The new MacBook Pro with M1 Max is an incredible machine that takes pride in being a computer built for people who want versatility. This computer has a clear identity; you can tell it was designed by people who love the Mac for people who had grown dissatisfied with the Mac over the past few years. This machine is a love letter to win back those users. Everything about the new MacBook Pro – from the screen and battery life to the keyboard and ports and its raw performance – is a testament to how fundamental Apple silicon is and will be for the future of Apple’s computers. If you’re a longtime Mac user, there’s never been a better time to fall in love with the Mac all over again than right now. Apple silicon is the perfect comeback story for Apple’s Mac lineup.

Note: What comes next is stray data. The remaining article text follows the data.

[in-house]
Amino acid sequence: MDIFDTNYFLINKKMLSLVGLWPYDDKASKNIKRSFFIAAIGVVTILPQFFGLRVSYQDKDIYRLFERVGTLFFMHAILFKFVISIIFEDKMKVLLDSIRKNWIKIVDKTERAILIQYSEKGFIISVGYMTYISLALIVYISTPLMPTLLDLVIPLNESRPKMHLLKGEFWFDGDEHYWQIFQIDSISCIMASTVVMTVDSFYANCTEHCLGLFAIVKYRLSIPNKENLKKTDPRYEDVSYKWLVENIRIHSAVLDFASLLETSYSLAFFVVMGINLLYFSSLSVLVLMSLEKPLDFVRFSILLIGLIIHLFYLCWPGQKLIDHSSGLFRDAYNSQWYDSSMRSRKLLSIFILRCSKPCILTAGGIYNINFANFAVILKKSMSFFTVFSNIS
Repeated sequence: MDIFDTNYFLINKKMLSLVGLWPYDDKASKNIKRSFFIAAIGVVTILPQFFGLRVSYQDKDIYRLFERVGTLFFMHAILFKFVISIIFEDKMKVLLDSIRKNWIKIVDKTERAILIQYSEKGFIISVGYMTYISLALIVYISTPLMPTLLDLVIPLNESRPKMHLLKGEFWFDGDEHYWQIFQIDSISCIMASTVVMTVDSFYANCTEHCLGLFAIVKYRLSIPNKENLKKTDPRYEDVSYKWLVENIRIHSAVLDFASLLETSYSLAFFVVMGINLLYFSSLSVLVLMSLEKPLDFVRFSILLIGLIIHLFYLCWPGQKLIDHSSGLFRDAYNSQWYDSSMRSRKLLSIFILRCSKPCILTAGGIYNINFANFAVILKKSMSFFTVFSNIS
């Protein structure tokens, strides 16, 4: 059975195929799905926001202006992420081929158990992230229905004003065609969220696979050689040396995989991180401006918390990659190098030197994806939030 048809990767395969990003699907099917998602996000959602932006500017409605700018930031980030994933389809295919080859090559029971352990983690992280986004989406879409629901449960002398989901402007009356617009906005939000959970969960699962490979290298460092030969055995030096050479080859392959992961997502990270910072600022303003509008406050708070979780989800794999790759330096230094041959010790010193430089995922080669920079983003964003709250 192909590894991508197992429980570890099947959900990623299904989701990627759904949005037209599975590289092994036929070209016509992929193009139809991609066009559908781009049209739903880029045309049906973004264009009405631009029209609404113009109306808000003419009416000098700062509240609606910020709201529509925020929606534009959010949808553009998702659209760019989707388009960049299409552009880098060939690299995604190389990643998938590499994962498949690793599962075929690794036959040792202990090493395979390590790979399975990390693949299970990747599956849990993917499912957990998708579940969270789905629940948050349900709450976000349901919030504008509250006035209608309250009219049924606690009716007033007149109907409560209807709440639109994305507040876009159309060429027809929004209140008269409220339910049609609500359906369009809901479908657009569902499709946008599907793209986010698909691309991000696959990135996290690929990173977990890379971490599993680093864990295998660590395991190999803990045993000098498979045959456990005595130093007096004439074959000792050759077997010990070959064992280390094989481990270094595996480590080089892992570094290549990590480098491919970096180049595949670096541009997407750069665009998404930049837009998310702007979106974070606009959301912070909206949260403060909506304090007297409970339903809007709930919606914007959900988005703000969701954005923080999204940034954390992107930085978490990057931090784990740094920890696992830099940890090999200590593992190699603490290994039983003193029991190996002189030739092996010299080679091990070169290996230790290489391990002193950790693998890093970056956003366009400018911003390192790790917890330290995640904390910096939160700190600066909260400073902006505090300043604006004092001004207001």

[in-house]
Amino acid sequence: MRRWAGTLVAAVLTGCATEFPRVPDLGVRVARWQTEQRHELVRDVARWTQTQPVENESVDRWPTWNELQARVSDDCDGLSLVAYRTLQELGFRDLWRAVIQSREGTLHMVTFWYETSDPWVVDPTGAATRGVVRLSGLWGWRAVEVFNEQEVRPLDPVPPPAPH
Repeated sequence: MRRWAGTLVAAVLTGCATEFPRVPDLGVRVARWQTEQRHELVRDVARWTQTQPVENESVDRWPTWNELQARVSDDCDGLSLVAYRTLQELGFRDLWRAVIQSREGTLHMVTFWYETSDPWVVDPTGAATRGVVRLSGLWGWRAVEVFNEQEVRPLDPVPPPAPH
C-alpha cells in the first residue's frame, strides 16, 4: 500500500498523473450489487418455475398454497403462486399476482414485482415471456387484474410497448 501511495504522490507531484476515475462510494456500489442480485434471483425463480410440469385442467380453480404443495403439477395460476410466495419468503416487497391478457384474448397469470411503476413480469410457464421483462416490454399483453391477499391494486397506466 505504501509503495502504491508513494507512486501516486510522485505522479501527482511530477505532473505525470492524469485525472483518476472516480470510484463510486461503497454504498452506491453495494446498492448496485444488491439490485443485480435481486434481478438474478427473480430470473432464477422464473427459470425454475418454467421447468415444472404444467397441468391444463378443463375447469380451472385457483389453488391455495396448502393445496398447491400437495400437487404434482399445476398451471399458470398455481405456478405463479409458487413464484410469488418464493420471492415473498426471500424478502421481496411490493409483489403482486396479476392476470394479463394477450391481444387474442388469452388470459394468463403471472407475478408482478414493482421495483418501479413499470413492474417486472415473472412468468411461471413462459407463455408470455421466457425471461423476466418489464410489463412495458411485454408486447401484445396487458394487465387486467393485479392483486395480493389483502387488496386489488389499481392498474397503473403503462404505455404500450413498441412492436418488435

This is a great article, written by someone who has been “the iPad guy” for the past few years. I appreciate the way he walked through what he loves about the iPad and iPadOS and how the Mac gives him options to do things the way he wants to. There’s a lot of good links to tools he’s using and wishes for what the iPad could be if it adopted some of the things that make a Mac great so I recommend giving it a look even if you’re already a seasoned Mac user.

I recently upgraded from a 2018 Macbook Pro with it’s hot, battery sucking CPU, sub-par keyboard, lack of ports and touchbar to a new 16″ Macbook Pro and it has really rekindled my appreciation of the Mac as well. I have an iPad Pro that I use a lot around the house and like Viticci wish I could do even more with it. But at a certain point I think we have to accept the fact that letting each device class be true to itself is actually the best way to work in the Apple ecosystem.

It’s that time again! Thought I’d throw a quick list together of the top things I wish Apple would do in next software versions at this year’s WWDC. Kind of a grab bag, but thought I’d put a flag in the ground now.

  1. Make entire play history available in Apple Music, not just library tracks. I want to leverage Last.fm or PlayTally but it can be a challenge to get an inclusive list of all of the songs I’ve played across the devices I use.